Meet the Meat

Several years ago my wife and I saw ads as in billboards for this butchershop Dietrich's Meats. Not being able to resist we went in and were amazed, both at the prices, the variety and the quality. So we go back a couple of times a year. It is after all a 240 mile round trip, and we need to make a large purchase to make it worth while.

We got home, and I just packed it in the reefer until Sunday, when I spent the day doing packing for the freezer.


Now the piece furthest away is a 4.5 lb piece of uncured bacon, which will get cured in the fashion of Charcuterie by Ruhlman and Polcyn as 'pancetta. This is the best book on the subject I've been able to find, with CIA Garde Manger running a close second. Bob delGrosso did give me a name for another translated from the French, and it is in print, but it is a little dear for me at this point. I'm looking for other dry cured forms of pork belly. There are two more of those in the freezer which will become bacons, unless I get a better idea.

This is a closeup of that pork belly.

The next item, sort of peeking out is a very nice set of baby back ribs. Not enough for two, but with a couple of chicken legs will make a nice mixed grill.

Sharing the half sheet with the ribs is a 3 pound block of souse. Similar to headcheese (you don't want to know what is in it, just that it tastes good). One pound of that got turned into a very good vinaigrette for last nights appetizer, and there is more than a little left for tonight. The other two pounds got split and frozen. We don't know what the freezer will do to the texture, but we don't think a lot.

There are also a couple of very meaty beef soup bones.

And just sticking its nose out is a pound of liver pudding sausage. This got split and frozen. If these frozen sausages do well that means we can buy larger quantities and have it year round.


Isn't that pretty?

On the closer half sheet are a brisket, which will probably be rubbed and smoked this summer. We do like it and it is a lovely piece of meat.

And sitting next to the brisket is an almost 6 pound piece of scrapple. Pork liver, corn meal, and stuff. I've made this and it isn't bad, but this is so much better. They don't have a recipe book for sale at Dietrich's, at least not theirs.

Then we get the tools. These are described in other entries here, check the one on Knives.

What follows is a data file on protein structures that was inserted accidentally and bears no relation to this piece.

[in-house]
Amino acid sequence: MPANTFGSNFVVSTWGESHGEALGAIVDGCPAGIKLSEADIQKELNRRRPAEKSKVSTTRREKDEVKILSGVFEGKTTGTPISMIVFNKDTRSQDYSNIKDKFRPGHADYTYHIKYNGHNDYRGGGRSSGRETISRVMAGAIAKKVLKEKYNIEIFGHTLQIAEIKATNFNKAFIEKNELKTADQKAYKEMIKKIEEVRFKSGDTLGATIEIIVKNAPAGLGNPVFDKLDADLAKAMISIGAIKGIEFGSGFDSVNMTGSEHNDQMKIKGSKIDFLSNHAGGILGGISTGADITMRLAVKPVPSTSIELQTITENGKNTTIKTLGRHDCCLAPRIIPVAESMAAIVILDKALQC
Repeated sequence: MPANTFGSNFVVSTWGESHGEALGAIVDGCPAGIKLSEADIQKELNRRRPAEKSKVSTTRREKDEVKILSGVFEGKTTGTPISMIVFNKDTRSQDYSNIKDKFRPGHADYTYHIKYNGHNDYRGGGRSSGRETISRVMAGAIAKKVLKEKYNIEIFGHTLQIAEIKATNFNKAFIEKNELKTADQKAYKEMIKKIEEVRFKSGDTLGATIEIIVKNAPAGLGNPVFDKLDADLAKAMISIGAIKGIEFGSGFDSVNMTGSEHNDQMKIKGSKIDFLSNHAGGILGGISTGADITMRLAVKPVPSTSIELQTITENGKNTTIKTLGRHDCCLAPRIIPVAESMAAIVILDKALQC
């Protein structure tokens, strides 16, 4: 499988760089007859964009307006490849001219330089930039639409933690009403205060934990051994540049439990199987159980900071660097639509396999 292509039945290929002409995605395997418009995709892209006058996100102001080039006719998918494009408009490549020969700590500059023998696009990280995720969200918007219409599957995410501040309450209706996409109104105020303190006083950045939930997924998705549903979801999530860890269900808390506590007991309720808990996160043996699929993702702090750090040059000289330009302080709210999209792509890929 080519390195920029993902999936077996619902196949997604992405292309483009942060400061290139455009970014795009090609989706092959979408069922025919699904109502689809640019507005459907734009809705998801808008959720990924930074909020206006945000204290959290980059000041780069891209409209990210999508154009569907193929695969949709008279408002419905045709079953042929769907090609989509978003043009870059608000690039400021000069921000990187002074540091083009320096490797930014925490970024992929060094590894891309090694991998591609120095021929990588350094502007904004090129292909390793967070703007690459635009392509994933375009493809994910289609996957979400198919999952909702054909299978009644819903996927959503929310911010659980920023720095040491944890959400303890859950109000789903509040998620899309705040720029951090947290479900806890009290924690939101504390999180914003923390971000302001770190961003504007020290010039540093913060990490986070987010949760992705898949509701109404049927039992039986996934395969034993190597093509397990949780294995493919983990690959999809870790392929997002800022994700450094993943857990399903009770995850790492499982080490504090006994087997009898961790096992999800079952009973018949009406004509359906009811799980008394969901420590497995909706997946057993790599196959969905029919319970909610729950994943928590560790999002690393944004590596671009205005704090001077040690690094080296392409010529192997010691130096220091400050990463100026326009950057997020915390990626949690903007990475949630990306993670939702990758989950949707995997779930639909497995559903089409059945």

The two left most are a pair of boning knives, the second one a bit stiffer than the first. A 12" chef's knife, a cleaver aka meat ax and the steel. Now, you ask, why do some of the knives have blue or green electrical tape around the handle. Well those knives have been to college. When I pack my knife kit to go take a course at the CIA all the tools get marked that way. It makes it real easy to tell which ones are mine, and they can easily get mixed up.

Most of what you have seen so far doesn't need much in the way of cutting, but that block of scrapple made 12 pieces each of which will do fine for a breakfast for us.

Where the knives did really get used, and a few other tools will come along here as well, was for these.

Those started as two whole pork loins, the butcher had to cut them in two to fit in my cooler. Pork isn't white by the way, the white stuff is fat, pig fat. After goose/duck fat one of the more sublime creations in the universe (although my internist would disagree, professionally that it, personally he looks like he is a good trencherman).

Notice that they are marbled. That is 40 lbs of pork loin and cost pennys over $100. Chops, roasts, tenderloin and scallopini.

Now that is the back of the loin, and the pork running the length is the tenderloin and needs to carefully be removed.

The next several pictures show more of it.

And there is one removed. The meat itself is in two distinct but connected sections. I saved the largest and cut the rest into sizes useful to make scallopini from.

then the main loin needs to be cut, I want two three bone roasts and the rest of the loin as thick chops. And the same for the second loin.

I've cut through the meat, the cleaver is that sharp, and am about to cut through the bone.

It did need a little encouragement there with the meat tenderizer, however this turned out to not be a good idea.

Oh dear, but all is not lost. There is a saying in both broadcasting and technical stage work:
"Don't force it, get a bigger hammer"

That is an Estwing 16 oz. curved claw hammer, it is about as old as the knife. Estwing is to hammers what Henckles and Wusthoff are to knives. Hammers, as knives don't go in the dishwasher. As with knives, hammers come in differnent styles and sizes. I've five different Estwings 16 and 20 oz in both curved and straight claw and a 26 oz framing hammer.

Or there is another option.

The trusty kitchen hacksaw. Yes it should be a meat saw, and perhaps someday it will be, but this works.

Well that is two pork loins, in much smaller pieces.

Ok the beef to the right is a darker red, but that is red meat. And the fat. Properly I should have trimmed the fat and frozen it separately, but at this point my feet were starting to hurt and the meat all has to go in the freezer, which means some time packaging it.

Safe and sound

Much to the disgust of Escoffier, who thinks dinner is late.


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